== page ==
I love the Bethesda and Rock Star style sneaky 3-6 month out-from-release drops because the devs have time to have the game in a fit state to be released without that huge weight of expectation. I don’t think GTAV or Red Dead II sold any less units for taking this approach. And imagine the marketing budget you can pump back into development.

  • Everything a game you are hyped about is mentioned you should take a hard moment to look at the games that disappointed you.

    So often we forget that games are released over hyped, under sold and abandoned. This week EA put the final nail in Anthem… but people are still overhyped about the next dragon age. WHY?

    • I can only speak for myself, but my hopes have been raised by EA/Bioware dropping multiplayer, which has always been a bit of a rum fit in a single player MMO, and saying they are stepping back editorially.

      That won’t solve all the problems; Bioware’s reliance on things automagically coming together at the last-minute and its crunch culture still have the potential to produce a hot mess.

      But it’s a start. We may not get another ME2, but hopefully we won’t get another Anthemy mess, either.

  • I wasn’t disappointed in Cyberpunk at all. Its definitely high up in my favourite CRPGs. Then again, I both bought it on PC and I avoided the hype train because I wanted to discover the game as I played it. Result? 270 – 280 hours of fantastic fun.

    I only preorder things that I know I really want. Bloodlines 2 is a bit of a burn, give that I preordered when they announced it, and they’ve now stopped accepting more with all the drama thats been going on with it that sounds like its going to be a Mighty No 9 size train wreck. Now that is a game that has had so many red flags that I don’t see how anyone can be hyped about it anymore.

    • I wasn’t disappointed in the game CP2077 (PC GTX1080)… But I was disappointed in the hype.

      It was alluded to be this next gen masterpiece… and it was an average open world RPG, with systems over promised and under delivered.

  • I get what your saying Alex, but after the fucking horseshit thats gone on around Cyberpunk, i think its time the games media stop hyping everything up to insanse levels.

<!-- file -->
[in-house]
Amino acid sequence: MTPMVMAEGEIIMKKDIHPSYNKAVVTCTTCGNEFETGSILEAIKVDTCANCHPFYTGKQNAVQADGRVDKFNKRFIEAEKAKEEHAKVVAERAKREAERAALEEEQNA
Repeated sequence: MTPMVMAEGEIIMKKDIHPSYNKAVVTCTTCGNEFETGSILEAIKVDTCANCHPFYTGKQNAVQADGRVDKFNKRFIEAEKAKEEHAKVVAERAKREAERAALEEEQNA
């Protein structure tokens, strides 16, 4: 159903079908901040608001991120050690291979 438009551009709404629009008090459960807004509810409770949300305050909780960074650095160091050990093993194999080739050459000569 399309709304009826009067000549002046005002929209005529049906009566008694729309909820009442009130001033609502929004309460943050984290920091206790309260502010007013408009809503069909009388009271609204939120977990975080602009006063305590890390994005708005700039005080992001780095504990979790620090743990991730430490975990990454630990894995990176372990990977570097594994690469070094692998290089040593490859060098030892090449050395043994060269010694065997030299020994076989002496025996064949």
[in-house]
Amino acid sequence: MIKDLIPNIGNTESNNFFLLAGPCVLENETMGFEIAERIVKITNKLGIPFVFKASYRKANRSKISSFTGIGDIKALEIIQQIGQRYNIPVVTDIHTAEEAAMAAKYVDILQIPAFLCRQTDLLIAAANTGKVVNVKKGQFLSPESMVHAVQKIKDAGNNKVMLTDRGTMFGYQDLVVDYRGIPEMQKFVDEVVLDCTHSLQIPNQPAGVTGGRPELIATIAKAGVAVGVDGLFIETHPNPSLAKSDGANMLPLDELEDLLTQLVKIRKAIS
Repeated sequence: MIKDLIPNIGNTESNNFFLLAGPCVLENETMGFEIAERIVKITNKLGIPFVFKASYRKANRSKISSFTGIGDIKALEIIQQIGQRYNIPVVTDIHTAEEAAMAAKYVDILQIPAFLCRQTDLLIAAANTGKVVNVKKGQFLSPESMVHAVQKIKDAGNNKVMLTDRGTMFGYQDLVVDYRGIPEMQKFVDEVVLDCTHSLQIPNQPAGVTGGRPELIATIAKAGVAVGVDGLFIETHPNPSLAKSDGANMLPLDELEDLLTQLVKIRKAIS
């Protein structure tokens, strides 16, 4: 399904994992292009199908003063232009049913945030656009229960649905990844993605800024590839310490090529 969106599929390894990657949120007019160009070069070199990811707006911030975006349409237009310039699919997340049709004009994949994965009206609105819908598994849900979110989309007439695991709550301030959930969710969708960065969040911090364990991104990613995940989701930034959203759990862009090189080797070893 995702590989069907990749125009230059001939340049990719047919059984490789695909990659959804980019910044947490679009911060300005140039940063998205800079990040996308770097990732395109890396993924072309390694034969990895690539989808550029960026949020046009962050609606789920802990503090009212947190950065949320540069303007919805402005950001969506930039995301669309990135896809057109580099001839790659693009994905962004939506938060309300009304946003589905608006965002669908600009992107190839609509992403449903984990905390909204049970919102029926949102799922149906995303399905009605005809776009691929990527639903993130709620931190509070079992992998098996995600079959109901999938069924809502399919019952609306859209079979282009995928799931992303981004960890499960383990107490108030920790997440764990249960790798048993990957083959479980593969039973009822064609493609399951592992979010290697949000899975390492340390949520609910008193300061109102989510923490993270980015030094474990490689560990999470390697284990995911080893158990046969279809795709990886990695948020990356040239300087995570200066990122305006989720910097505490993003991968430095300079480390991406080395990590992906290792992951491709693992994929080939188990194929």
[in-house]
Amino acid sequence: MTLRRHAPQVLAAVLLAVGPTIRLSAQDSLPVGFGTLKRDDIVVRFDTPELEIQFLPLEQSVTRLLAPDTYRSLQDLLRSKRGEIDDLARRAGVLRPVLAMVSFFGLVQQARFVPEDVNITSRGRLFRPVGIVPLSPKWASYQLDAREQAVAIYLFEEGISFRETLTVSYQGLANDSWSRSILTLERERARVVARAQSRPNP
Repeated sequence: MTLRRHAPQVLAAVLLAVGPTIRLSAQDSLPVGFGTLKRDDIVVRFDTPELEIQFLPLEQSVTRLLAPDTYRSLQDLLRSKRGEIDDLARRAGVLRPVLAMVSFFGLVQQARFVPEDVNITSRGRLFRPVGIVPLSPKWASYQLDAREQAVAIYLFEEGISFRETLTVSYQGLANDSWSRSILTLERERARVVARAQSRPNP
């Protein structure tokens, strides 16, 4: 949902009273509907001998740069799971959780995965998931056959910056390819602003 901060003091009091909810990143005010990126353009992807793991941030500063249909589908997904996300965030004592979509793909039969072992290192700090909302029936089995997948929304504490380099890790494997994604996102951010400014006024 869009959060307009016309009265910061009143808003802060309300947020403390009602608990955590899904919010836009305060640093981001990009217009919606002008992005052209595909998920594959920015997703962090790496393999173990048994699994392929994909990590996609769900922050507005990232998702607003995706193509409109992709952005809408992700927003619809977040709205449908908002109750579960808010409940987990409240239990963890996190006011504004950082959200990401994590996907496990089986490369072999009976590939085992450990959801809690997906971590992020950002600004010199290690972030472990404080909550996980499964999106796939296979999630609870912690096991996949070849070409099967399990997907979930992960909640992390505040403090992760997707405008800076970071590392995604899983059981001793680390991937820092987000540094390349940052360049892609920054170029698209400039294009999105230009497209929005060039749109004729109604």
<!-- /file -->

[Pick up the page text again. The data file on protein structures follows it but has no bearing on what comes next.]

I mean for godsakes, this Eden ring has had only 1 trailer and it was announced almost two years ago, yet last year at Not E3 there was no mention of it and every single site and fromsoft fan was up in arms about there being no news about it.
    This exact same shit happened every year with CDPR and Cyberpunk until we got that 2018 demonstration.

  • I’m looking squarely at Pokemon fans as another example of this. For everyone that’s excited about the new games, there’s someone else complaining about them.

  • Authors in varying places should be reminded of this every time they’re about to post another article on how, “X game doesn’t have the ‘correct’ political/social/whatever leaning, so we should condemn it!”

      • Is it? I’m extending the same concept to further aspects of gaming that can absolutely tarnish excitement or hope of potential players/consumers.

        How on earth this would not be eminently applicable to games journalists and websites who constantly talk shit about publishers, developers, etc, is utterly beyond me. Sometimes authors have very good reason to shine a light into the darkness, but sometimes the reasoning is little more than, “X company did something I personally dislike.” and you know it.

        Bad faith is every article that is almost entirely some author pushing their personal leanings, and/or condemning others, while using video games as the vehicle of delivery so they can claim it’s relevant to their job as a video game journalist.

        The most glaring example off the top of my head… This very website posted a notoriously bad PS5 review that was absolutely drenched in such nonsense by its end that was completely irrelevant to the review of the thing in question.

        So, ‘Rules for thee, but not for me’ much?

    • People should be reminded about this every time they are about to post something critical of developers for “virtue signalling” and/or “inserting politics into their games”.

  • I get hyped in my own quite way and disappointed much the same.

    And I agree that people can get hyped the way they like.

    The problem comes back to when people’s opinions differ. Those who are enjoying a thing (still hyped), have to trawl through all the shit posting by those who are hating on it (not hyped), to try share their positive experiences with others.